Monday, March 2, 2009

Observation in the dry season

The dry season brings with it spectacular views.
Look closely and you will understand what these people are all about. Observation is key.

It’s the dry season right now. The break between the last two rains was about 100 days. This is not unusual. Just the seasonality of the weather. And with the changing of the seasons comes a change in what people in Ghana do. The rainy season was an intense period where people worked long hours often sleeping on their farmland. It seemed there was nothing else on people’s minds except ploughing – planting – weeding – harvesting (a lucky few who have the resources and good access also thought of fertilizing and applying pesticides). During the dry season everything changes. People resort to other sources of income.

Making thatch is a popular past time for men.

What do they do? Answer: Anything they can. Some are more remote so their options are limited. The most common activity is collecting wood and making charcoal. This is evident from the dozens of bags that are stacked along the roadsides waiting to be purchased. The women in my household are a bit luckier – they live next to an urban centre so their options are more varied.

Preparing massive pots of food for one of the many celebrations which are had during the dry season. This takes advantage of the surge of income people have post-harvest and a bit more time.

The celebration: The head of my household becomes the 'chief of the young men' for Kanvilli community.
Memunatu and I pose during the chieftancy celebration.

This is why every week I’m surprised by what the women in my household are up to! There doesn’t seem to be an end to the small businesses they run. First it was selling boiled sweet potato at the school near my house, then it was processing a local seed into a paste that women use for soup (dawadawa), next processing peanuts to separate the oil. Both the oil and the by product are sold. Last week I joined in on processing shea nuts into butter. The process is long and complicated. I’m privileged to join in as the trade is mostly passed on from mother to daughter. I stepped in and joined the other young apprentices at the most enjoyable part – when water and air are added to the butter and it is stirred vigorously until a white creamy butter seemingly emerges from the brown fudge like substance I’d been stirring for the past half hour. My master took her job seriously and made sure I learned the proper stirring technique, even it meant embarrassingly highlighting my poor technique in front of the group.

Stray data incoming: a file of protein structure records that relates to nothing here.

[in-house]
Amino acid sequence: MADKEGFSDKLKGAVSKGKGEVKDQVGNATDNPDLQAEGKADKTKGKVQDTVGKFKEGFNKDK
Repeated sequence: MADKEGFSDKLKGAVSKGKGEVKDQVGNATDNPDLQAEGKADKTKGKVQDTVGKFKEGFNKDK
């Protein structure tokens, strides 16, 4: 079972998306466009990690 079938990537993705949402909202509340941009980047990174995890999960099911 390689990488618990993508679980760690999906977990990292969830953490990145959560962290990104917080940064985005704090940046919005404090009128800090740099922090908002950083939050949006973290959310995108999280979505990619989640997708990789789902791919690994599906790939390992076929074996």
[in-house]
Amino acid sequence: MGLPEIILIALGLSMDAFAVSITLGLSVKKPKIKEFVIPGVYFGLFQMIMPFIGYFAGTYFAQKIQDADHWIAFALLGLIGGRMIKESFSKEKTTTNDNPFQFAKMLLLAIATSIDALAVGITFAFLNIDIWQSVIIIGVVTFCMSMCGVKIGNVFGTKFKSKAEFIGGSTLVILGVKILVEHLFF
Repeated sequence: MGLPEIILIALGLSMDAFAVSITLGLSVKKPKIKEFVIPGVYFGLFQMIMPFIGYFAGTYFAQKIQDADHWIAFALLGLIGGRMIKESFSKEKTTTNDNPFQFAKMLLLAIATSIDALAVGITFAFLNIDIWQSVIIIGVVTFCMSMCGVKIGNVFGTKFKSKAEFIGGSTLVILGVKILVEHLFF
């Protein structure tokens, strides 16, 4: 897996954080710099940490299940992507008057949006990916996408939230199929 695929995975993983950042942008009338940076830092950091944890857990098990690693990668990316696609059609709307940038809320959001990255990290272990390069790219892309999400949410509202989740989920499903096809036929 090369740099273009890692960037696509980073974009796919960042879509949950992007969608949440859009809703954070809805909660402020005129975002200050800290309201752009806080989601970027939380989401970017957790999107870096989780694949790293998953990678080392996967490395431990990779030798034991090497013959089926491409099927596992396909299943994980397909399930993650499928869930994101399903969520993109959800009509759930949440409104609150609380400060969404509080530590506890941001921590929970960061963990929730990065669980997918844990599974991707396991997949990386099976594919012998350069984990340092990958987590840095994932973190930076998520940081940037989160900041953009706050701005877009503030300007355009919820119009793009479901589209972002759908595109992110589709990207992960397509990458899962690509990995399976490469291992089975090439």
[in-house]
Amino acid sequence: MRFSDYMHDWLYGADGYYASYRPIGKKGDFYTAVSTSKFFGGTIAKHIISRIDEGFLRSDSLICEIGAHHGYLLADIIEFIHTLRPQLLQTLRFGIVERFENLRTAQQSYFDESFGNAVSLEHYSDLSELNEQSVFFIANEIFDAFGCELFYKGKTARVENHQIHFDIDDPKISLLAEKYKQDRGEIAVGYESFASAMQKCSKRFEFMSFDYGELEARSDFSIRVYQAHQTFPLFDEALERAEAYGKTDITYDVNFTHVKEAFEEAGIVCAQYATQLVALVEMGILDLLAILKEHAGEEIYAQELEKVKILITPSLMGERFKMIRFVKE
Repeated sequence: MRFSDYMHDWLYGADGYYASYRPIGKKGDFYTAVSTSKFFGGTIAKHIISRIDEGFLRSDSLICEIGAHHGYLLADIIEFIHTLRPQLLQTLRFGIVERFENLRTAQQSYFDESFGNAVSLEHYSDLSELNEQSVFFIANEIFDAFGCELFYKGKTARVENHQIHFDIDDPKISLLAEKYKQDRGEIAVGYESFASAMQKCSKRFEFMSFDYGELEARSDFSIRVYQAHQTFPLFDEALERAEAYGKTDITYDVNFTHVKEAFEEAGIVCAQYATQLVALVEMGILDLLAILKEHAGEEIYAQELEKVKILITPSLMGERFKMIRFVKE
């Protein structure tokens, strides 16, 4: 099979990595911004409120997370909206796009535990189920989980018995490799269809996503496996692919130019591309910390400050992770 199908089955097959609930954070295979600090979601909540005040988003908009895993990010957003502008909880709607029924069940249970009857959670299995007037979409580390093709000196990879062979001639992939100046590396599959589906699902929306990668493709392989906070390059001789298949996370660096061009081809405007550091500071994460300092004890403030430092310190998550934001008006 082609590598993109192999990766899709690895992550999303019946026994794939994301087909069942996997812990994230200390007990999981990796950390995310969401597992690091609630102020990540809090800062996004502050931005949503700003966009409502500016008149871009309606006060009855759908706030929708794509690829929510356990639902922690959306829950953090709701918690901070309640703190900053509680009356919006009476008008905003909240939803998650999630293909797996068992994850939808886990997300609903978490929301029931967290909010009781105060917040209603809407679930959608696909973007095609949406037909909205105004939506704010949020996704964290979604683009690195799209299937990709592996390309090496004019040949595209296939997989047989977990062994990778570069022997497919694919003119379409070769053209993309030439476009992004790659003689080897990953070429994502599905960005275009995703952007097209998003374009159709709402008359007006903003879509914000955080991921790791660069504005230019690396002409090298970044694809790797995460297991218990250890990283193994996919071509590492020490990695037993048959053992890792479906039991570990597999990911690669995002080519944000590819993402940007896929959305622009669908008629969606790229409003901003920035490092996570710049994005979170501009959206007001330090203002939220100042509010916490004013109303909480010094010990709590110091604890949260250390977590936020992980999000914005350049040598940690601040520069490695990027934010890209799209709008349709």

The shea butter packaging centre located near my house.

Profile of another women during the dry season. Her name is Victoria Anamo. She is a widowed mother of 7. Four of the children are not hers but are from her late husband’s first wife. Victoria spends the dry season building her home. This season she is adding a wall – total cost $300 or one month’s salary. As the head of the household and single income earner the responsibilities to provide for the children all rest on her. Yet Vic doesn’t give up. She’s a strong and intelligent women who has even become a leader and role model in her community. Other women come to her for advice and help in times of need. And Vic’s generous nature provides.

Vic prepares a meal for myself and Shea Loewen, the volunteer who stays with Vic.

I got to know Vic because she is a MoFA field staff. Although she’s not trained in agriculture technologies, her natural ability to guide people and facilitate discussions makes her a talented field staff. She, like the women of my household are hosting a Canadian. It is because of this that I am able to understand Vic as a human being.

Vic and Shea hanging out at Vic's palace.